The following column is from Gino Sabatini, W. P. Carey head of investments. W. P. Carey is a GlobeSt.com Thought Leader. The views expressed are the author’s own.
The Corporate Liquidity Challenge
In the wake of the COVID-19 health crisis, CEOs and CFOs will look to execute on strategies for rebuilding their businesses and adapting to the new normal. Initial strategies will involve securing sufficient liquidity to maintain operations in order to weather the near-term impact of the pandemic. Post-COVID-19 strategies will focus on securing the necessary capital to support long-term growth and new opportunities. The recapitalization of corporate balance sheets will be a critical step in executing on these initiatives.
Given the significant current and projected stimulus package from the government, it’s been projected that the Federal Reserve balance sheet could increase from over $6 trillion as of the end of April, to $10 trillion over the next year with its balance sheet reaching 100 percent of GDP. Although it is common for debt-to-GDP ratios to spike in the aftermath of crises, with government debt piling up, companies will need to look beyond the government’s near-term economic stimulus for longer-term financial stability. Furthermore, decreasing equity values that are causing increasing debt-to-equity ratios on corporate balance sheets are prompting downgrades from the major credit rating agencies, impacting some companies’ once easy access to the public markets. In light of these factors, companies need to position themselves to access additional capital sources before traditional sources dry up. Fortunately, creditworthy companies that own their corporate real estate have a unique opportunity at their fingertips.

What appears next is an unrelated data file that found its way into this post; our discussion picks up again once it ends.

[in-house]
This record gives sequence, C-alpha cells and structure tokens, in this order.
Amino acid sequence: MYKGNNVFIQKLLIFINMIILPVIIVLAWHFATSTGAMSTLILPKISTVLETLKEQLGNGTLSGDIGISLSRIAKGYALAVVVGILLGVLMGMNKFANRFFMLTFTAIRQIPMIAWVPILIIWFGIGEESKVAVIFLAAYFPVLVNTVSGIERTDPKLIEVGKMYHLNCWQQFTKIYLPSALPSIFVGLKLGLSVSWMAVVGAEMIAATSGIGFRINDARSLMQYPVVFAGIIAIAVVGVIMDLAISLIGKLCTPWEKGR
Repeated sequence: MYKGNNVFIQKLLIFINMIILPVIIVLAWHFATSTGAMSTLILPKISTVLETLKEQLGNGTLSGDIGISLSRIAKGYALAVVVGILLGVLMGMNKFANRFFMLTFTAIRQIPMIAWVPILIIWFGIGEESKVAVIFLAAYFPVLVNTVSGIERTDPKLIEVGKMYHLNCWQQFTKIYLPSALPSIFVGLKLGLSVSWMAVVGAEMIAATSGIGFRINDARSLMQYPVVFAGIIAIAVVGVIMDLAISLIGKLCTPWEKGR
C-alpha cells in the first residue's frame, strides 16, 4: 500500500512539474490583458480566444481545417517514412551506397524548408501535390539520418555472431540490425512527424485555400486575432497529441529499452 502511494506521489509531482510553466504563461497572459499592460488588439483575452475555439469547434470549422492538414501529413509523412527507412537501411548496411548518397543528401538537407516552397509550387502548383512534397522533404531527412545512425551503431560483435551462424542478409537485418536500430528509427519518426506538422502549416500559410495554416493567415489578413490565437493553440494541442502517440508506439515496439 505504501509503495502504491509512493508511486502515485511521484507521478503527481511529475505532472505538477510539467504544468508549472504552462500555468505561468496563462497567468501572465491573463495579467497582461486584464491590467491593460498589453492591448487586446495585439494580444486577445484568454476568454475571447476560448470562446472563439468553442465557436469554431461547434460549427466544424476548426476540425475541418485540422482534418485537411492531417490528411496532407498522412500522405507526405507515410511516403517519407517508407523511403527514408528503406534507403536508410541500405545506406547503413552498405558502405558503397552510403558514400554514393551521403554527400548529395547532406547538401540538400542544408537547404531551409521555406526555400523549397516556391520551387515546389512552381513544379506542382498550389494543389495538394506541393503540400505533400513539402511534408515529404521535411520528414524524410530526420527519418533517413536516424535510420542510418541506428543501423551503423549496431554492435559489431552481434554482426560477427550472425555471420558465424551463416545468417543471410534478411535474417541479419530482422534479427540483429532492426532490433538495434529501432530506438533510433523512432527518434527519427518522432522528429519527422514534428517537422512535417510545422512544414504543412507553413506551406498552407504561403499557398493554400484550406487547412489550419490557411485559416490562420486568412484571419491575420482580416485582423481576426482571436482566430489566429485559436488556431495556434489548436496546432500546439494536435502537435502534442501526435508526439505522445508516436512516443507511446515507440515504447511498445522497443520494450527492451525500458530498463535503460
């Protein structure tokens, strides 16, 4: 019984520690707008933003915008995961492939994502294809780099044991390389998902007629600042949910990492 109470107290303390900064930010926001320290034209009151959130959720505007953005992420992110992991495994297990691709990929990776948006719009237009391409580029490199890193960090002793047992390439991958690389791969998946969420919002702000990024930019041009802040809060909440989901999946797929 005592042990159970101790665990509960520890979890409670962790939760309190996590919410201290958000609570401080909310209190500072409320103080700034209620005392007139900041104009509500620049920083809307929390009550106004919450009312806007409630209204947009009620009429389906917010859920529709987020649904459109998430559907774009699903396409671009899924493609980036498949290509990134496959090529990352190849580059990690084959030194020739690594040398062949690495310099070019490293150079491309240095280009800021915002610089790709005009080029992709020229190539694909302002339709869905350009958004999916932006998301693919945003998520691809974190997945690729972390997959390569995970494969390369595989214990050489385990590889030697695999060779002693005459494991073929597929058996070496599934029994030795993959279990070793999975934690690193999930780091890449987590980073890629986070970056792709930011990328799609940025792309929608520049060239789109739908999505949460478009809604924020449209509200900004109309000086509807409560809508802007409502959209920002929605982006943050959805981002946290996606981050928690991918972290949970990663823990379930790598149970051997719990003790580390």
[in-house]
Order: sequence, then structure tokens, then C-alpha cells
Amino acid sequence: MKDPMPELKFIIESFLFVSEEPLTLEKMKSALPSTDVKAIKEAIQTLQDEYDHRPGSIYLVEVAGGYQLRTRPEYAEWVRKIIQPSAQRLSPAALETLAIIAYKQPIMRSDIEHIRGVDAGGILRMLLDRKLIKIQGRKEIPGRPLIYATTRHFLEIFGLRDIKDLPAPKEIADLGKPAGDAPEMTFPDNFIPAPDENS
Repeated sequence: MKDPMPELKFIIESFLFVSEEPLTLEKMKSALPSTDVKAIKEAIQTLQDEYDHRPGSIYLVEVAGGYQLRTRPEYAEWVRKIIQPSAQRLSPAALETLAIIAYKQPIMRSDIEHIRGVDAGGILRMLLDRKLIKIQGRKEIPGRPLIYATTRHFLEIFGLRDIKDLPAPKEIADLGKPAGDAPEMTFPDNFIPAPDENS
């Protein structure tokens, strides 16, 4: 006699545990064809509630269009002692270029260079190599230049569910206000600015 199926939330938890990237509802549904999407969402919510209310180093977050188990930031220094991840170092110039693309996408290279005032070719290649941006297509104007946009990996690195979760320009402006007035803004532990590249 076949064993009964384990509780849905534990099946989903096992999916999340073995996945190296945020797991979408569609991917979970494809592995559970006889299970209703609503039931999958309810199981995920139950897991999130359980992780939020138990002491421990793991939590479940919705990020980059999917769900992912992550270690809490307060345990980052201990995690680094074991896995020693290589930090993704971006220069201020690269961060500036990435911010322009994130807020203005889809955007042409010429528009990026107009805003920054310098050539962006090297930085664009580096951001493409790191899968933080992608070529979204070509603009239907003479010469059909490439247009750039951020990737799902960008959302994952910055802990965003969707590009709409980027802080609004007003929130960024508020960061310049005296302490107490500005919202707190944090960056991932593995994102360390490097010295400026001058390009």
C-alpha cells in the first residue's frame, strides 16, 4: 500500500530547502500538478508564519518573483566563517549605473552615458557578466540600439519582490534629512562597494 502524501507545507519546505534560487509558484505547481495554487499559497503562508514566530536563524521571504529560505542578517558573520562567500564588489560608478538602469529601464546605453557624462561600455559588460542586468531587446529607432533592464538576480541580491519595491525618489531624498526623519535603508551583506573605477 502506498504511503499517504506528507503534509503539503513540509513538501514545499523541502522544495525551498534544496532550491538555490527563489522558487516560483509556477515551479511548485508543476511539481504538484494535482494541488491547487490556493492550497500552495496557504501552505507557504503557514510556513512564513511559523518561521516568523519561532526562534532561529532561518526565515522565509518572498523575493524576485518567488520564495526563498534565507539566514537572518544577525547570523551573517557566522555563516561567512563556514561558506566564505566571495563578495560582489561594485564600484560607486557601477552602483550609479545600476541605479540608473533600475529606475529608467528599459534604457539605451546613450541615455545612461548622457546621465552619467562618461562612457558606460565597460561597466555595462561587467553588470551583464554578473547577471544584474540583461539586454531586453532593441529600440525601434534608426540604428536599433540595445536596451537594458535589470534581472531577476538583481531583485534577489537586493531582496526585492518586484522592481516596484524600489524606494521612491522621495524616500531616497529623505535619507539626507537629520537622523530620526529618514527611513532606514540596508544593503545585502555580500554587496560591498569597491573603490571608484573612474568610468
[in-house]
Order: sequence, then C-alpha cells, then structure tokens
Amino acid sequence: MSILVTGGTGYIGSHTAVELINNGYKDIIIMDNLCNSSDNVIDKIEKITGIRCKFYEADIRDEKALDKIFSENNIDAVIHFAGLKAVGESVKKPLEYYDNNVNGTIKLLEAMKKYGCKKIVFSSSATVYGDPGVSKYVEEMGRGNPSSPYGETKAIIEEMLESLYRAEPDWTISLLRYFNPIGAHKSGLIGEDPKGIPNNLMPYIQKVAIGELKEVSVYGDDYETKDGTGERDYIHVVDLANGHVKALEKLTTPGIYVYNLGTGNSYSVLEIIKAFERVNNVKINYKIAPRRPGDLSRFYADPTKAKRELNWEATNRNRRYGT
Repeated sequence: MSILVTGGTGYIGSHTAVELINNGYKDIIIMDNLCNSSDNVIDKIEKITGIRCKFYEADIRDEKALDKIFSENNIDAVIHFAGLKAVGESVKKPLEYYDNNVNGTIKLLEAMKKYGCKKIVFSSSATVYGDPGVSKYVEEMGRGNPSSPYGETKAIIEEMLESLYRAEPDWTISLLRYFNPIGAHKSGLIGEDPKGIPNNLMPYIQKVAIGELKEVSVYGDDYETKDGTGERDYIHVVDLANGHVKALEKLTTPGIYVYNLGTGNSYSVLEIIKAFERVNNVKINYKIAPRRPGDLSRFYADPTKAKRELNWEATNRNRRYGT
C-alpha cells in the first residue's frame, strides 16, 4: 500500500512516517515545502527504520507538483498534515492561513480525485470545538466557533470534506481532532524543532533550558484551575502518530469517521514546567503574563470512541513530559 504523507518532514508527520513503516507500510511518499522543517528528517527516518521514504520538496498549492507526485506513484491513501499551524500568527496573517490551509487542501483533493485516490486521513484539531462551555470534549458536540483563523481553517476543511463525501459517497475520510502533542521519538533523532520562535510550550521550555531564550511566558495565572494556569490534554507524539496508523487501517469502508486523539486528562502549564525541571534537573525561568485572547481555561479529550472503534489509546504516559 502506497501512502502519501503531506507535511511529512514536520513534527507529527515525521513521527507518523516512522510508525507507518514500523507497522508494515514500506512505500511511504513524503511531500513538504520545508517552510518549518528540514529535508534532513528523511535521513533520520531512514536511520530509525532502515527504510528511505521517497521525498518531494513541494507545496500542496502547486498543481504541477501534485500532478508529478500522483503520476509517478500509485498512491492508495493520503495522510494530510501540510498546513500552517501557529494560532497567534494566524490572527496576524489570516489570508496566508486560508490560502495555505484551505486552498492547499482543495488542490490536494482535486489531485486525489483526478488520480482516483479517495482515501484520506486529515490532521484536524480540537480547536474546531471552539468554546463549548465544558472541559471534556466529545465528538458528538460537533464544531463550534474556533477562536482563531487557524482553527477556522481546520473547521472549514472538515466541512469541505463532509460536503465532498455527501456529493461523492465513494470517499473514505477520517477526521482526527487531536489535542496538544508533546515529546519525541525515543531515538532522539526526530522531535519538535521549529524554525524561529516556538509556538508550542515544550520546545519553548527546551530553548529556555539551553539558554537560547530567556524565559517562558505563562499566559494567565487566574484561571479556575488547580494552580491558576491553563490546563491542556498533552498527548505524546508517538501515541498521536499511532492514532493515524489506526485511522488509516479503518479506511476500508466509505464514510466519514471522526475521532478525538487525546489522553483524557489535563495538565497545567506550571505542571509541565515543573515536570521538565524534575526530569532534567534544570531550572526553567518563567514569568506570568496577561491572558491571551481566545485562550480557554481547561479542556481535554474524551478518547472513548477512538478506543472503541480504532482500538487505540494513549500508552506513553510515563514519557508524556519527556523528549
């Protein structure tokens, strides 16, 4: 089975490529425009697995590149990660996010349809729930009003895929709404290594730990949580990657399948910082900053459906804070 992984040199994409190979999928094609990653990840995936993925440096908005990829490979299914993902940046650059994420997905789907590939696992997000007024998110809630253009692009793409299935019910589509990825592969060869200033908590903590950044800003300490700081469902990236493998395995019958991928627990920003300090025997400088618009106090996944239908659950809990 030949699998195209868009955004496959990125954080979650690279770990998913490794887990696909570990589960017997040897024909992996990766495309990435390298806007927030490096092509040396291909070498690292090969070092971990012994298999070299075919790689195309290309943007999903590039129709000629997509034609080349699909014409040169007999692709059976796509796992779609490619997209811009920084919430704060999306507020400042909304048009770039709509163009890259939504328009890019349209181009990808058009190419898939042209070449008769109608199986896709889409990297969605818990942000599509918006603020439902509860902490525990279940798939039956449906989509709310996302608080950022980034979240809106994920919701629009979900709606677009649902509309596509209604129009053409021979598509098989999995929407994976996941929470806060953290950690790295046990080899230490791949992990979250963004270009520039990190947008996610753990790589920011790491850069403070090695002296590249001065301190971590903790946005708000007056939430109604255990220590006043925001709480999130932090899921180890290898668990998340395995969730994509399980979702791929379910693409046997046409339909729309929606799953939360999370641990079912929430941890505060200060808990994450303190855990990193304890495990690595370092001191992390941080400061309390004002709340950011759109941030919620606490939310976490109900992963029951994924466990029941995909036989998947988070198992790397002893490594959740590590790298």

The Sale-Leaseback Solution
The concept is simple. For many companies, their critical real estate assets represent a significant cash value that could be redeployed to fund their ongoing operations and growth strategies. Through the “sale and leaseback” model (or sale-leaseback), a company sells its real estate to an investor for cash and simultaneously enters into a long-term lease. In doing so, the seller extracts 100 percent of the property’s value and converts an otherwise illiquid asset into working capital, while maintaining full operational control.
In recent years, sale-leasebacks have become an increasingly popular financing option as property values have risen and businesses have found effective ways to use the money tied up in their real estate. We anticipate that in the aftermath of COVID-19, the demand for this type of efficient long-term capital will continue to rise, highlighting the value of being aligned with a collaborative, well-capitalized real estate investor such as W. P. Carey. As lending tightens over the next few months, sale-leasebacks will serve as an effective source of liquidity for companies, enabling them to implement their critical recapitalization plans and long-term business objectives in order to rebuild and adapt in a post-COVID world.